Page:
[mod_python] Caching issues

Tim Valenta tonightslastsong at gmail.com
Sun Jan 11 00:04:01 EST 2009

Hello all-- I've been experiencing a caching issue from the
very beginning of my use of mod_python...  It's been at least 2 months now,
and I keep running into actual issues that prevent me from coding.
I have a knack for over-explaining, so I'll try to keep this concise yet

I'm developing a site on my local machine, Windows Vista, using Apache 2.2.x
and mod_python 3.3.1 .  I'm a programmer for a living, and I'm not quick to
point the finger at the language, *but* (you knew that was coming, eh?) I
know my code isn't to blame for the issue:

I write some basic code for an 'index.py' file, using the
mod_python.publisher handler.  'index.py' includes other modules which I've
coded from that same location, etc, etc.  Nothing fancy.  Any changes I make
in the 'index.py' file will be reflected immediately on my local web server.
 On the other hand, any changes I make to the modules included via import
from within 'index.py' are completely ignored by the web server.  It took me
a while to realize that my pages didn't reflect my code.  I also discovered
that the .pyc files had nothing to do with it.  I finally just restarted the
apache web service (which in fact runs as a service on my machine), and then
my code finally gets pushed through to the web server.

I've been looking around practically every other day for documentation on
how to make apache/mod_python simply cut it out and stop caching my python
code, but I've found nothing.  You can imagine the annoyance this presents,
since I have to restart my web server every single time I make even the
slightest change to a 'utility.py' file, etc.

I've been coping with the problem for a while now, but then I've found far
more annoying issues recently.  To abbreviate the problem into short terms,
I've got a main module 'MAIN' which imports another module for a class
'CLASS'.  CLASS also has a few imports, such as 'backend' stuff for
interfacing with various databases, etc.  We'll call the 'backend' module
"BACKEND".  Given the setup, any changes I make to CLASS or BACKEND require
an apache restart in order to take effect.

I have a function in CLASS which calls a function from it's imported BACKEND
module.  I tried adding a parameter to the BACKEND function in question, and
properly passed said parameter while in CLASS, yet the mod_python debugger
spits out an error about me having passed 3 arguments, when the BACKEND
function takes exactly 2.  This is outright false, since my function in
BACKEND looks like:

def getUsers(self, req, terms):

and I'm calling it with

self.backend.getUsers(self.req, search)

In reality, my code dictates that I'm passing 3 (including the implicit
'self' argument), and BACKEND's 'getUsers' does in fact take exactly 3
arguments.  Yet, the debugger is telling me that it takes only 2.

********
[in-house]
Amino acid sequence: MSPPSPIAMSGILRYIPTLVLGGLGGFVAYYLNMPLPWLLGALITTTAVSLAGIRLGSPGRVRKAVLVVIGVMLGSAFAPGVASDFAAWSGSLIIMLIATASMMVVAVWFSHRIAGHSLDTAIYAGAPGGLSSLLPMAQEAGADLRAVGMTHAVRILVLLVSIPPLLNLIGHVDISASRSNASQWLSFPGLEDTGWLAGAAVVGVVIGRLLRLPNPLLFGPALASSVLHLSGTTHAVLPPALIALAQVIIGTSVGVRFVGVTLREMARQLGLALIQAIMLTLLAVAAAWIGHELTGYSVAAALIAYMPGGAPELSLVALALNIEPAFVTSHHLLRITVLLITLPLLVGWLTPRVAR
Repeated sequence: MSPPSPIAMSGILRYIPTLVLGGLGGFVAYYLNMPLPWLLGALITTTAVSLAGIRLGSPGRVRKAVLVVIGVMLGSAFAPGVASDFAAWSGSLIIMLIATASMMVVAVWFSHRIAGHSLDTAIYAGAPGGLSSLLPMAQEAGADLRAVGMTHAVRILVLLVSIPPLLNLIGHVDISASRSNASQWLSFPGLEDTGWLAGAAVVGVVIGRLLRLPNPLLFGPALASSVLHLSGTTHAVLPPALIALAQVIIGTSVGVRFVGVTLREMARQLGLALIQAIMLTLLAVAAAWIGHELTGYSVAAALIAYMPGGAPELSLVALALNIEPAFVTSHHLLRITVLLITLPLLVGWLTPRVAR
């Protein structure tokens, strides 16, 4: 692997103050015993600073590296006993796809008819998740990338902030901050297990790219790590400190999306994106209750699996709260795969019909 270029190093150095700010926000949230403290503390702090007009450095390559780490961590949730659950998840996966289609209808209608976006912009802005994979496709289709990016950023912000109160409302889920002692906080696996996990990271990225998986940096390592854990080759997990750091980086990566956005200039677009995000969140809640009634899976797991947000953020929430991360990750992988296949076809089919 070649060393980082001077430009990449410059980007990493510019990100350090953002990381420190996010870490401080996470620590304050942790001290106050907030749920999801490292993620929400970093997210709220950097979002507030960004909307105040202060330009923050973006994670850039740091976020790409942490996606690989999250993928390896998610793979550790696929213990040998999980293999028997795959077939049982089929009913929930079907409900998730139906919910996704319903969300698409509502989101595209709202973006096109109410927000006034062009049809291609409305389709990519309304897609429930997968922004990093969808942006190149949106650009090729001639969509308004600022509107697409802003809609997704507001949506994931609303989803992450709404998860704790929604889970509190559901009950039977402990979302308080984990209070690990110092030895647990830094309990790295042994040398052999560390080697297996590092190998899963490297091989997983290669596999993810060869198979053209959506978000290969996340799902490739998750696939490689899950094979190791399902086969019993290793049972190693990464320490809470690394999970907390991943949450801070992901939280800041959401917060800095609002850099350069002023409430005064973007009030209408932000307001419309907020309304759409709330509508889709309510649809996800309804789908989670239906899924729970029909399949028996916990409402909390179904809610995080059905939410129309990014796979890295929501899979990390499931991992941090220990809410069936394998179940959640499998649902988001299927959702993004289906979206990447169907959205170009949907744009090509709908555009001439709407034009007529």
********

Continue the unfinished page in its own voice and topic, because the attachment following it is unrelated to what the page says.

I was trying to pass it 'req' because I wanted to investigate a little error
in the code by printing something to the output HTML.  So, my attempt is
foiled, since somewhere something isn't being updated to what my most
current code actually says.

Just to test, I made the 'getUsers' function return immediately with a
string of gibberish, like 'return "adsfasdfadsfa"'.  this should make my
other code spin wildly out of control and encounter errors, yet when I
restart apache and test it... lo and behold, it's completely ignoring my
goofy 'return' statement.  The 'getUsers' function is still somehow
returning valid data, as if the 'return' wasn't there at all!

So then I tried causing actual syntax errors.  The debugger caught this,
much to my inner joy.  So I tried causing a semantic error instead:
referencing a non-existent attribute of a non-existent variable:

madeUpVar.moo = 42

Syntactically, nothing wrong, but at run time it should most definitely
encounter a NameError or something equally as realistic.  But I restart
apache, and... nothing.  The line is completely ignored.

Which leads me to believe that it's not actually being 'ignored' per se, but
rather the code being compiled is not the same as the code in play within
the web server.  When I delete my .pyc files and restart apache and visit
the URL that triggers my python code, my .py files are in fact being
recompiled down to their byte code .pyc files.  And clearly the interpreter
is processing my code, since it flags me on improper syntax.  Yet, no matter
what kind of syntactically-sound nonsense I put into my code, the changes
aren't being reflected in my web server.

These problems come and go, and I've go better explanation than over zealous
caching.  I imagine that by tomorrow sometime when I start my computer up,
the problem will have disappeared for the time being.

I've cursed this computer up and down as I've tried to figure out ANYTHING
that I can do to alleviate the issue, by to no avail.

Anybody with counsel to spare my tired brain is welcome to share...
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